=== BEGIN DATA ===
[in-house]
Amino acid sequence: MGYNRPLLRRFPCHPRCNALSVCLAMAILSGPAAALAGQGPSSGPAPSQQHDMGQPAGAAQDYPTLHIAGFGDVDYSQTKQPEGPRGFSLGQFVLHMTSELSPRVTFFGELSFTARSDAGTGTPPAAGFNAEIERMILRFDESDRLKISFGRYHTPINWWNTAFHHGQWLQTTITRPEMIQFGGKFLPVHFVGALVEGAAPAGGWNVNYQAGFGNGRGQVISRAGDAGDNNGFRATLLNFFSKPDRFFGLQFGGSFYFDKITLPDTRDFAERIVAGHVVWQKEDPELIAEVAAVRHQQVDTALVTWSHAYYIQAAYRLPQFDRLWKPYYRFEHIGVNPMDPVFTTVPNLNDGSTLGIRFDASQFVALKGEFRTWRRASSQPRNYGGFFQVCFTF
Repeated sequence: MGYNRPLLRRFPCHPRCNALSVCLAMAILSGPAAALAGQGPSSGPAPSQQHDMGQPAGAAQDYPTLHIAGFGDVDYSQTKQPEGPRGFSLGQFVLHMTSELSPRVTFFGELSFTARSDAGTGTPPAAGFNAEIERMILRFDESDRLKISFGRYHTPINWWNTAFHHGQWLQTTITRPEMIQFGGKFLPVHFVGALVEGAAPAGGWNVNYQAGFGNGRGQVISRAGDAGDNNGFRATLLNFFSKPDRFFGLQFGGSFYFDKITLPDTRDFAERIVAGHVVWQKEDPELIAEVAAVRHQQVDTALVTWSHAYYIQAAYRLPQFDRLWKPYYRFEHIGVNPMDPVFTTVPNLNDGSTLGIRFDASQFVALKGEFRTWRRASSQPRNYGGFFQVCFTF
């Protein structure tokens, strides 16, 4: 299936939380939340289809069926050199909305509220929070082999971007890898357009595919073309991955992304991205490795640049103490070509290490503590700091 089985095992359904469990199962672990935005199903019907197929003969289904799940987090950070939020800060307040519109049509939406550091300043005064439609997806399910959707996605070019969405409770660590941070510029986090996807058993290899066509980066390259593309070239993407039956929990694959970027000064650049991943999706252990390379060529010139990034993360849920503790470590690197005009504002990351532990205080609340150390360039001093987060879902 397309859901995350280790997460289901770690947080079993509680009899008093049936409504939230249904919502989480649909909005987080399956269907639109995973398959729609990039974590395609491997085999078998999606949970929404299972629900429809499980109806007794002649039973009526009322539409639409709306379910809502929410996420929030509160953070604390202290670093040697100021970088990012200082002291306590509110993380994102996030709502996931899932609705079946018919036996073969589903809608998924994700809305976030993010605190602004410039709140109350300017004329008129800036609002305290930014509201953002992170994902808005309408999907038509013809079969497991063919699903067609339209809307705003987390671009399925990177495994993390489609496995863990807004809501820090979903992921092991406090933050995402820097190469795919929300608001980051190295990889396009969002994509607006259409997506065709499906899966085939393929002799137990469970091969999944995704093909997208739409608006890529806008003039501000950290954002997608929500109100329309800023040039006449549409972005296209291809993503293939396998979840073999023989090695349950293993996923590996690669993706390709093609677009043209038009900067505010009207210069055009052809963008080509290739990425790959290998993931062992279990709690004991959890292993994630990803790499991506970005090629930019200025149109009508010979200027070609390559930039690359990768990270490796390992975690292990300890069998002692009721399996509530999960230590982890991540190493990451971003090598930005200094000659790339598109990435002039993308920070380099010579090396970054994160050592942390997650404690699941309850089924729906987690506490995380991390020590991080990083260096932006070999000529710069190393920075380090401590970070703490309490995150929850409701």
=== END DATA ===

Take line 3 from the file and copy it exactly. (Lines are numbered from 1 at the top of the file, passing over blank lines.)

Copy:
Repeated sequence: MGYNRPLLRRFPCHPRCNALSVCLAMAILSGPAAALAGQGPSSGPAPSQQHDMGQPAGAAQDYPTLHIAGFGDVDYSQTKQPEGPRGFSLGQFVLHMTSELSPRVTFFGELSFTARSDAGTGTPPAAGFNAEIERMILRFDESDRLKISFGRYHTPINWWNTAFHHGQWLQTTITRPEMIQFGGKFLPVHFVGALVEGAAPAGGWNVNYQAGFGNGRGQVISRAGDAGDNNGFRATLLNFFSKPDRFFGLQFGGSFYFDKITLPDTRDFAERIVAGHVVWQKEDPELIAEVAAVRHQQVDTALVTWSHAYYIQAAYRLPQFDRLWKPYYRFEHIGVNPMDPVFTTVPNLNDGSTLGIRFDASQFVALKGEFRTWRRASSQPRNYGGFFQVCFTF